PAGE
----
On the other hand, when a manufacturer sends me a sample gun they think is ready to go and it fails, I treat it differently. And, after they send the second one that also fails, I close the book. I usually don’t write about it, because that doesn’t help anybody, but I will never test that item again. The saying goes, “Fool me once, …”
My house is full of holes from pellets that hit the wall or ceiling when the trigger failed. I also once shot my couch, but that wasn’t due to a faulty trigger. That was a faulty Tom! The point is — triggers can fail.
I remember one time that happened while hunting in Germany. I was walking to my high seat and loading my Sako rifle as I walked. Yes, I said Sako — as in a high quality firearm. When I closed the bolt the rifle fired, sending a .222 Remington bullet into the ground three feet in front of me. It certainly caught my attention! I had adjusted the trigger too light and it was a direct contact sear whose contact area gets smaller and smaller as the trigger is lightened.
Another time I was in my office testing a BSF S55N spring rifle for this blog. Robert Beeman wrote long ago that BSF triggers wear in until they become almost too light to hold. This one didn’t hold, and it put a nice round hole in my ceiling. Until it happened I doubted what Beeman had said. I just thought BSF triggers were good.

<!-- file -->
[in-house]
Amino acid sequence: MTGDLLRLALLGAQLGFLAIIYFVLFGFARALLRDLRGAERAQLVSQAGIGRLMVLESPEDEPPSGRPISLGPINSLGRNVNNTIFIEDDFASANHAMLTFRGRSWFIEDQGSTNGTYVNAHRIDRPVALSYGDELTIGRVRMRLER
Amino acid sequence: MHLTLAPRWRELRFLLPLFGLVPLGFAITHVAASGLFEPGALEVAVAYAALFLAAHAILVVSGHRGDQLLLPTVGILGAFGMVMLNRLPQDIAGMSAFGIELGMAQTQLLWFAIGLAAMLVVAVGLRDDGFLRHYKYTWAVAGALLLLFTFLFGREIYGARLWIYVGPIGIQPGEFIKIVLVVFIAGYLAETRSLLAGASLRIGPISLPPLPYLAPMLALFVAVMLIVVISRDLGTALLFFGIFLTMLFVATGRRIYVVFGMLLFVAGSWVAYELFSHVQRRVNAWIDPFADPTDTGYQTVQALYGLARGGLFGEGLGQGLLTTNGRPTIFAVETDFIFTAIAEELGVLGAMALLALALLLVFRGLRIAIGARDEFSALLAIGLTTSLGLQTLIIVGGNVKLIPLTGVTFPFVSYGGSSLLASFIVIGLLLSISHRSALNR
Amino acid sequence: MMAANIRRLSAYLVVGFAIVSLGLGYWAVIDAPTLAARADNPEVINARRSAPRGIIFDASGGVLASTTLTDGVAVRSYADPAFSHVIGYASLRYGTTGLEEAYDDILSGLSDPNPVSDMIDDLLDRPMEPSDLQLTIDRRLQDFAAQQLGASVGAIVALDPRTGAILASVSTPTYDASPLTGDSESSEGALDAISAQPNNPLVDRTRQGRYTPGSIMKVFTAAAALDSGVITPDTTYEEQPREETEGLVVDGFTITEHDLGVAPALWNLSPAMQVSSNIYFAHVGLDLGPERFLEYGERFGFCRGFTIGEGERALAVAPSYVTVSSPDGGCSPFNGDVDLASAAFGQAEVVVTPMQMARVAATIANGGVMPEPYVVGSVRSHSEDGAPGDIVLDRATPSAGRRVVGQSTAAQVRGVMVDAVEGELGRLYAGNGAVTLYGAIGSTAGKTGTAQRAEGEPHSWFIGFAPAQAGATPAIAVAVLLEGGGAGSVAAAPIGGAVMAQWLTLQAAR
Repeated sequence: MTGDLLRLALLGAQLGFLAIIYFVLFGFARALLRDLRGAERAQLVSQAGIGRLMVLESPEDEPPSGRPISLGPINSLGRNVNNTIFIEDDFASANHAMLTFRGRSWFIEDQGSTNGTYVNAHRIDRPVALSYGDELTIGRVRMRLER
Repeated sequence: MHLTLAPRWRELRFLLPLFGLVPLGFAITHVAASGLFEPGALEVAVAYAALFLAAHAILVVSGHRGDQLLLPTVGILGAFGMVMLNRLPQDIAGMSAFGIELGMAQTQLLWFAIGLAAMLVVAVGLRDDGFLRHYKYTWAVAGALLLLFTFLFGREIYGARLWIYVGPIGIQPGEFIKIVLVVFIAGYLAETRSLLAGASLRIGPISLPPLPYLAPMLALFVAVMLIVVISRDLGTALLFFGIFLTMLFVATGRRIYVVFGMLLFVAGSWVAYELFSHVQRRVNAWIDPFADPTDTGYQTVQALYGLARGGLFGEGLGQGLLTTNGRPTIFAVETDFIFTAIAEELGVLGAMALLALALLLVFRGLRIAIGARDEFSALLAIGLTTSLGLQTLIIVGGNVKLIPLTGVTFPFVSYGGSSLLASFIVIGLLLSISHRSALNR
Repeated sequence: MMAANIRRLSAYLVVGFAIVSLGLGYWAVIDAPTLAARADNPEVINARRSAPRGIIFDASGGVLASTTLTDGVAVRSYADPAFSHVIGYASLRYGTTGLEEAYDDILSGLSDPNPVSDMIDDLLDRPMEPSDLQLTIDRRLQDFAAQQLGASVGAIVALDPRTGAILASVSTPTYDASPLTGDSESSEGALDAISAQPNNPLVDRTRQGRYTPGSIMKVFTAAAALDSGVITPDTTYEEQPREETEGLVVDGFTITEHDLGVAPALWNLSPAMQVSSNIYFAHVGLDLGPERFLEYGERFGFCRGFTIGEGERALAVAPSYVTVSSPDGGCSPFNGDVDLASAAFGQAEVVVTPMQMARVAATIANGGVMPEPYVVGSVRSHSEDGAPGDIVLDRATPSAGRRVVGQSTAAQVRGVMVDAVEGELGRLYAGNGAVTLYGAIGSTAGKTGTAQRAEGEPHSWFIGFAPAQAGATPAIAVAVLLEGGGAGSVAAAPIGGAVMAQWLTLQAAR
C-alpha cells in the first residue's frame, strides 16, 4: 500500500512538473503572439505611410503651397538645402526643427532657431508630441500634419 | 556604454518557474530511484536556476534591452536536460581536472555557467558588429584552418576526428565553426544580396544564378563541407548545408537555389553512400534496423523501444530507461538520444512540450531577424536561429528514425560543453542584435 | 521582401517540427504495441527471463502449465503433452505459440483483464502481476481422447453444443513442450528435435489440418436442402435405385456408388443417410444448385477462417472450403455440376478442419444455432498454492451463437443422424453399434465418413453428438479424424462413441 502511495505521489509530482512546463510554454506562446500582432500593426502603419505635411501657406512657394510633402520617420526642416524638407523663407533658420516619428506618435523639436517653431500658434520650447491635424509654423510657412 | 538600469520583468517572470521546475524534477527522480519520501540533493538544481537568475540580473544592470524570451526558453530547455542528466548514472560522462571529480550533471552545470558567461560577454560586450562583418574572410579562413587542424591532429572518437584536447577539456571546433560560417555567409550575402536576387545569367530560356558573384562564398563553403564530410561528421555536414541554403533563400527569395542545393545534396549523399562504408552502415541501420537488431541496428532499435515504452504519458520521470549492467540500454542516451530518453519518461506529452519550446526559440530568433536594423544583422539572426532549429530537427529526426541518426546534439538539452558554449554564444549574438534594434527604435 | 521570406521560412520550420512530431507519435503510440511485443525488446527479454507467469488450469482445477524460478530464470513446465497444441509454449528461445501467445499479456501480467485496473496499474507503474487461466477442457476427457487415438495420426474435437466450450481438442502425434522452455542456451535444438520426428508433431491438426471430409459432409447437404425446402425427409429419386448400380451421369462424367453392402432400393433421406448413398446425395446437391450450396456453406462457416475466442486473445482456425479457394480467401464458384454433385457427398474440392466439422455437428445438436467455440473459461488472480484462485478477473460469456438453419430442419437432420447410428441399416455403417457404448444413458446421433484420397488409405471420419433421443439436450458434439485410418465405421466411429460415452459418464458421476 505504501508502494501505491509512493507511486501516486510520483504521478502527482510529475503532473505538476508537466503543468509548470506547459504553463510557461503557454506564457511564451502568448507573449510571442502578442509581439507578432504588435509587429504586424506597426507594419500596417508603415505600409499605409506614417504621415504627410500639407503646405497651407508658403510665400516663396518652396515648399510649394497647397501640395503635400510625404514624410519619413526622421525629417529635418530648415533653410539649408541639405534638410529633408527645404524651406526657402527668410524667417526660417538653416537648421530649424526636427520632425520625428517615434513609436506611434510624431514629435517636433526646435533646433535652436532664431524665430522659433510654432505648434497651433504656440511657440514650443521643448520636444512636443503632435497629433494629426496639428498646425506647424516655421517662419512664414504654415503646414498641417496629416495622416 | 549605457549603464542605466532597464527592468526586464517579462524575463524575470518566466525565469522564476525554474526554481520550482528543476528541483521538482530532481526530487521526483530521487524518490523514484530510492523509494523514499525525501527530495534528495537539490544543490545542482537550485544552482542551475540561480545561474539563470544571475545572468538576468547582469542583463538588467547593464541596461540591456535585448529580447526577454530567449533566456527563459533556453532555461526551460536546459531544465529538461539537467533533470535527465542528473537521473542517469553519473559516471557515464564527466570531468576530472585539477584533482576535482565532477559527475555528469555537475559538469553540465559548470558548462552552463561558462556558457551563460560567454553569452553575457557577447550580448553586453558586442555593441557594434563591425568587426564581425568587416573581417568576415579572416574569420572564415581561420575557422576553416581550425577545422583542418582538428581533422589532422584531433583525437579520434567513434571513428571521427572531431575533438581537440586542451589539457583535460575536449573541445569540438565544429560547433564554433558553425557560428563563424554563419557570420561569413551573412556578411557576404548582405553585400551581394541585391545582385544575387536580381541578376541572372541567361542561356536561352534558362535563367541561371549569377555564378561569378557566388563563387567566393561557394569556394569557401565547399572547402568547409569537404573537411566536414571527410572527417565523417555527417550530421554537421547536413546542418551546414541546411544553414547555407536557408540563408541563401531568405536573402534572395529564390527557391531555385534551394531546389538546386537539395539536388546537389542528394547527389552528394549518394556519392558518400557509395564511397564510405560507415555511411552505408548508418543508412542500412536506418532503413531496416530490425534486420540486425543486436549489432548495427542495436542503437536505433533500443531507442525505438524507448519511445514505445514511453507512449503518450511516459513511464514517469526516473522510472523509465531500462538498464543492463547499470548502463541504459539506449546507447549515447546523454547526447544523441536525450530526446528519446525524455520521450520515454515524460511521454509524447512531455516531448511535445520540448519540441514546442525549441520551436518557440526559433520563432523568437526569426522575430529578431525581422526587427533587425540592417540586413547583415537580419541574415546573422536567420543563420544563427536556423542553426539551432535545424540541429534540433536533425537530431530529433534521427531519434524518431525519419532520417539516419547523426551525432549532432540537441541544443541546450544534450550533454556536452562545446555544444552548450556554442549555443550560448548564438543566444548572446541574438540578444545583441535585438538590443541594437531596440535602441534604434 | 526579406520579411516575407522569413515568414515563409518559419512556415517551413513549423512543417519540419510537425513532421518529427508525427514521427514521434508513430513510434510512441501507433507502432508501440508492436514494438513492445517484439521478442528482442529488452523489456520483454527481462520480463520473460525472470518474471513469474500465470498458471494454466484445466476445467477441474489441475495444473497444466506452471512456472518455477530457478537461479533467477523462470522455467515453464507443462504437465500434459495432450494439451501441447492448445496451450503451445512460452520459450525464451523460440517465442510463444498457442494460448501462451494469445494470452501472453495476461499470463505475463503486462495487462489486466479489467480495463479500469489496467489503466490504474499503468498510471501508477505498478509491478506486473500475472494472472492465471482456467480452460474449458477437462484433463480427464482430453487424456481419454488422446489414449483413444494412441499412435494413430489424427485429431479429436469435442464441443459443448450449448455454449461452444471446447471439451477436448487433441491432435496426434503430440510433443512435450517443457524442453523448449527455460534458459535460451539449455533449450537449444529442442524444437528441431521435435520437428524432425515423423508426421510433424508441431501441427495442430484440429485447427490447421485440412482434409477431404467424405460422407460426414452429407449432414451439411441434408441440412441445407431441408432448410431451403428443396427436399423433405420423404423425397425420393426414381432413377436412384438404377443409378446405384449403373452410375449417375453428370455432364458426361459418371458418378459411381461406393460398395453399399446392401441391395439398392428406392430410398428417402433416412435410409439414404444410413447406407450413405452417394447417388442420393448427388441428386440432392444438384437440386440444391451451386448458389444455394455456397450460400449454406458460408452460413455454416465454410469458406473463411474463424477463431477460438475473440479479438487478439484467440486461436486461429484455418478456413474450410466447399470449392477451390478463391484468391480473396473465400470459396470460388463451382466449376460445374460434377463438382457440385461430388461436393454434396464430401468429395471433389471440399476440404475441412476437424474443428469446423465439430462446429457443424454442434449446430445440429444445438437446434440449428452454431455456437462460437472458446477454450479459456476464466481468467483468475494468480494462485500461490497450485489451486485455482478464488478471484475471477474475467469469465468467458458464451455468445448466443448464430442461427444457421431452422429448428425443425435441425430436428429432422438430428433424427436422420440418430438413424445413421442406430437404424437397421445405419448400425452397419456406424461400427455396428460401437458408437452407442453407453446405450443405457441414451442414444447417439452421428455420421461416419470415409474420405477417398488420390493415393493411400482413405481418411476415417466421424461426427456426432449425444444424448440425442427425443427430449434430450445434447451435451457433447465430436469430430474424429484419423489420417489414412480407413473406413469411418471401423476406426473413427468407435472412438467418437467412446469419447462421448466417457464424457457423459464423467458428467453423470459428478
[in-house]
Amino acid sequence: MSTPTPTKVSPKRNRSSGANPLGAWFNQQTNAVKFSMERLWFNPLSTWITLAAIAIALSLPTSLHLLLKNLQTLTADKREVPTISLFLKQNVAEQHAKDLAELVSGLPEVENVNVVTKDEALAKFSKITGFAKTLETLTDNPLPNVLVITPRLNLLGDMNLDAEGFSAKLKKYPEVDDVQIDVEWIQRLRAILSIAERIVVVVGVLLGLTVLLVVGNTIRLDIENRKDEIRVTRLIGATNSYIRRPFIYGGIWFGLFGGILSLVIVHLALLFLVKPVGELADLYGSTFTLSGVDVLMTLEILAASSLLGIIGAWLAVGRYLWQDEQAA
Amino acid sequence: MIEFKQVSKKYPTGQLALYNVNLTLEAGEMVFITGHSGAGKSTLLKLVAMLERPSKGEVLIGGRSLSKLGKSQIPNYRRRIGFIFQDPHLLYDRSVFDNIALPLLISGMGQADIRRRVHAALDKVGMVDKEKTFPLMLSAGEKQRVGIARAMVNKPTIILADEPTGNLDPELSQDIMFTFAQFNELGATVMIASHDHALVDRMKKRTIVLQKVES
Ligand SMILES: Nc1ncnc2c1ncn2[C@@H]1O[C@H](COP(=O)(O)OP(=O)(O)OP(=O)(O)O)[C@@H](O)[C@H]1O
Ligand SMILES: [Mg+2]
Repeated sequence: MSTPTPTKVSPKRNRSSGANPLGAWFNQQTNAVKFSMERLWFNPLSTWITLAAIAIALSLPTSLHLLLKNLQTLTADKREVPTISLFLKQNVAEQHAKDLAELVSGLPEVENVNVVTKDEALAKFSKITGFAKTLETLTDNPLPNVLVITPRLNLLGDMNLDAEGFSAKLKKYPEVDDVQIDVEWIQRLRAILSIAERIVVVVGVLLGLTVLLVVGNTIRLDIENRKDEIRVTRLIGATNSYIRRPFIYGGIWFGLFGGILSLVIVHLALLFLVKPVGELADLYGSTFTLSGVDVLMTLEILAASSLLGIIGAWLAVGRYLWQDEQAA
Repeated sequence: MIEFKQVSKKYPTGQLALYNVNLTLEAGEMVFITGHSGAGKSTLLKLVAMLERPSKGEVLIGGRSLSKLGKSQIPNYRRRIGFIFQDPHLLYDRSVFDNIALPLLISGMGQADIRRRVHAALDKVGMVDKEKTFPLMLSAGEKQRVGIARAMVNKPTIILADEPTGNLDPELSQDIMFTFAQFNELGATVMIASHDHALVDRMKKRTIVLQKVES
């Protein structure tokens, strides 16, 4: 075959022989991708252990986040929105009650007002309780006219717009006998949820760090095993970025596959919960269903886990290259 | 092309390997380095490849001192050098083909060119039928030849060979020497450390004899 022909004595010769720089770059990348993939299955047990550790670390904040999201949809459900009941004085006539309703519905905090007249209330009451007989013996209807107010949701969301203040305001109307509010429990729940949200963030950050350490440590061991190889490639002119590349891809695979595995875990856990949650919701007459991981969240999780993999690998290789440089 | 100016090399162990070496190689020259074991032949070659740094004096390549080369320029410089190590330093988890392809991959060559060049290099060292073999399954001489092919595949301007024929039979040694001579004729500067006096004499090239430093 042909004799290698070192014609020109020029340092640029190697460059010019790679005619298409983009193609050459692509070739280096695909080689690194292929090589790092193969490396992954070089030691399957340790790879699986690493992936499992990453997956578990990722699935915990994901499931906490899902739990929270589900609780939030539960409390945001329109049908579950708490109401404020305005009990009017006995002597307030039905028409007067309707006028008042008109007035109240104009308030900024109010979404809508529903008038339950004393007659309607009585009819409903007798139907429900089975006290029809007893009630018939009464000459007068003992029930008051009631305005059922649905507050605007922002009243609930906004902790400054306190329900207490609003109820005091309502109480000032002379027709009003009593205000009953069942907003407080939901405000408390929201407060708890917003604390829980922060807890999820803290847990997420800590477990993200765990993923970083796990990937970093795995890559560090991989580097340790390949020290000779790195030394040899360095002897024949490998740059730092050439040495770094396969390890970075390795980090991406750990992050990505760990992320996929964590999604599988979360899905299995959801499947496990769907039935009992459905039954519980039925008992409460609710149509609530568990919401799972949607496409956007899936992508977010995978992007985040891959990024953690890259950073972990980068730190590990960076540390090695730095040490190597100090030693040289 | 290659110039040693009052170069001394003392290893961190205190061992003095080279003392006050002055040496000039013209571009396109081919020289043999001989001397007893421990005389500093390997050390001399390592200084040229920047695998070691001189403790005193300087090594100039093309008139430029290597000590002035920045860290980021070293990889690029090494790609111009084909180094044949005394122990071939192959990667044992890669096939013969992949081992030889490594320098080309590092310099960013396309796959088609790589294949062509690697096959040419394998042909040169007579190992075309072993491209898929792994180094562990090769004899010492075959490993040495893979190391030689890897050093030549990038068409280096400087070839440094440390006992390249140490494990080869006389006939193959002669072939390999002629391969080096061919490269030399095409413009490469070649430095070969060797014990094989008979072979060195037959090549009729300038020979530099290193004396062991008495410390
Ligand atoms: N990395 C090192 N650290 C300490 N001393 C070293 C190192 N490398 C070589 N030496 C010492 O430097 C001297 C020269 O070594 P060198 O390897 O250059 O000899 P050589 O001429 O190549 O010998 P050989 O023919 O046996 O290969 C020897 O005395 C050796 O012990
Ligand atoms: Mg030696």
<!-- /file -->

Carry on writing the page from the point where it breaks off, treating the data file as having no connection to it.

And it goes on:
Not just BSF
Other triggers can fail, too. I have seen Rekords that were adjusted too light and would only hold occasionally. Their owners treated their guns like they were nitroglycerin after they were cocked, instead of adjusting the triggers to be safer.
What can I say about CO2, other than to handle the guns that use it with care? Things to watch out for are guns that allow you to exhaust the gas at any time. If there is a lot of gas still inside, the rapid cooling of your hands can promote frostbite. Not a flaw, but certainly a caution.
And my final one is a safety tip for all airguns and powerplant. These guns launch projectiles without gunpowder. One way or another, the power is contained inside the gun. Anything that is loaded into the barrel will come out at high velocity if the gun is discharged. I will not name the things that might be used for fear of prompting a misdirected science experiment.
Now, RidgeRunner, I probably missed a couple things you hoped for. Tell me what they are and there can be a Part 2.